|ABO antigen-specific immunoadsorption in pure red cell aplasia following major and bidirectional ABO-incompatible, allogeneic hematopoietic stem cell transplantation
1 Medical University of Vienna, Department of Medicine III, Division of Nephrology and Dialysis, Vienna, Austria
2 Medical University of Vienna, Department of Medicine I, Bone marrow transplantation unit, Vienna, Austria
Abstract text :
Infectious complications are the leading cause of the increased mortality after hematopoietic stem cell transplantation (HSCT). Pure red cell aplasia (PRCA) further increases the mortality rate due to iron overload-related organ toxicity following polytransfusion. Caused by host isohemagglutinines directed against donor erythrocytes PRCA is treated by immunosuppressive agents or apheresis modalities, which so far unselectively removed all IgG and IgM from circulation, exposing the patient to increased susceptibility to infections. Glycosorb ABO immunoadsorption columns (Glycorex Transplantation AB, Lund, Sweden) selectively eliminate anti A- and/or anti B- isohemagglutinines without immunocompromising effect. The objective of this study was to assess the efficacy of IA using these ABO antigen-specific adsorbers for the treatment of PRCA.
Medical histories of all ABO-incompatible HSCT-recipients transplanted between 01/2002 and 06/2017 at the Medical University of Vienna were screened for the development of PRCA and the subsequent treatment with ABO-antigen specific immunoadsorption using Glycosorb ABO immunoadsorption columns.
Three subjects were treated with IA using Glycosorb ABO immunoadsorption columns due to PRCA following major or bidirectional ABO-incompatible, allogeneic unrelated donor-HSCT. IA was initiated between day 104 and 154 after major ABOi-HSCT and resolved PRCA in all three patients. A sustained increase in reticulocyte counts >32 G/L was observed after 20.7±15.6 (range: 6-37) days of treatment, during which 13.0±9.0 (range: 4-22) IAs were performed. As expected, hemoglobin levels increased soon after reticulocytosis was observed without further RBC transfusions and normal hemoglobin values were achieved few weeks after the discontinuation of ABO antigen-specific IA. Repeated measurements of CMV-, EBV- and parvovirus B19-PCR showed no reactivation or infection. None of the HSCT-recipients showed any signs of infection during the time of IA or in the first months therafter.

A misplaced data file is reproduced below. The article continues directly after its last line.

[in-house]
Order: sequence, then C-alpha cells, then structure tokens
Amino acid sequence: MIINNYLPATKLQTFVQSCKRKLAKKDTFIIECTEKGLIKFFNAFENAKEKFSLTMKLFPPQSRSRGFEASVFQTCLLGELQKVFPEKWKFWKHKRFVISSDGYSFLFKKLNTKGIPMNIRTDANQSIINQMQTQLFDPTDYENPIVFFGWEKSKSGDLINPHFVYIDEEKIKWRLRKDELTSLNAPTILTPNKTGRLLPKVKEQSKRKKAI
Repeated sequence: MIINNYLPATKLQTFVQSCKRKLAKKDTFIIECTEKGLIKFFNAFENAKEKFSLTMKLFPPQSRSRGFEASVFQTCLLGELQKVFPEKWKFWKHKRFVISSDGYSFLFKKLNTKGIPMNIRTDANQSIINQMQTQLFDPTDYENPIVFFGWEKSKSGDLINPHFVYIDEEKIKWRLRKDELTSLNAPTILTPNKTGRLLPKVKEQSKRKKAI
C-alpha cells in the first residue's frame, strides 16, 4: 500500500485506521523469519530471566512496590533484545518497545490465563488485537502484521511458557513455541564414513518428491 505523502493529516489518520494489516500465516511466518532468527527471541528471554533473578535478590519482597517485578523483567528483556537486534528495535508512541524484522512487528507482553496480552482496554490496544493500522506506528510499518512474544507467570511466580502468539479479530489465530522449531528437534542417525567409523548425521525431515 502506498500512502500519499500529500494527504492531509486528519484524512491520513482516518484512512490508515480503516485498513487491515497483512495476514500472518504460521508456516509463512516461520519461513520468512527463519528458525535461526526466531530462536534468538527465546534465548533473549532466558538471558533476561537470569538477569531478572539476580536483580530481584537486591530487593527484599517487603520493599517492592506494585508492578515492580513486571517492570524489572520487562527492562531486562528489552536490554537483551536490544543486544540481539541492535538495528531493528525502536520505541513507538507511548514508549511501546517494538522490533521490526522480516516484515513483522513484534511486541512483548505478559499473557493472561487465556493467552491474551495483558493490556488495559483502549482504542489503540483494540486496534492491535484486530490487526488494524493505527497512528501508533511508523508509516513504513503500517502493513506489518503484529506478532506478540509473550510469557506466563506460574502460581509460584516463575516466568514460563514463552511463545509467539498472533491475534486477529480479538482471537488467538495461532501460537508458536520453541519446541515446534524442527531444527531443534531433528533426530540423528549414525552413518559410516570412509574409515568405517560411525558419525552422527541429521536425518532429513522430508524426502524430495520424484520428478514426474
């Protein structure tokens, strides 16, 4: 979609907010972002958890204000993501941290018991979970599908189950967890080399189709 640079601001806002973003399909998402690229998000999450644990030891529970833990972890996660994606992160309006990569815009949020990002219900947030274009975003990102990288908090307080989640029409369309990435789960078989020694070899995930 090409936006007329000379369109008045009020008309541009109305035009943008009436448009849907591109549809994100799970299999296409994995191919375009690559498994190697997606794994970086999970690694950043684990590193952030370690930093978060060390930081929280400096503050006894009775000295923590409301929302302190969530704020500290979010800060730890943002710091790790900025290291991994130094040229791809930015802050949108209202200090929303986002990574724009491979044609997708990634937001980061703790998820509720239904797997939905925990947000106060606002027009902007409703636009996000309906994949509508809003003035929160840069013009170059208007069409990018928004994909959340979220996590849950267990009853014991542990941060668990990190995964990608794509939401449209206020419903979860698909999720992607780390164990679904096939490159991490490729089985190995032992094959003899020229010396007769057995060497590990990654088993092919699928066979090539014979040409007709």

Our data demonstrated the successful recovery of PRCA in three recipients of an ABO-incompatible, allogeneic unrelated donor-HSCT by ABO-antigen specific IA. Of note, the time between initiation of the specific treatment and the recovery from PRCA was short and none of the patients showed any signs of infection during the time of IA or the first months thereafter.
|Outcomes following living donor kidney transplantation in patients with donor-specific HLA antibodies after desensitization with immunoadsorption
1 Nephrology Unit, University Hospital Heidelberg, Heidelberg, Germany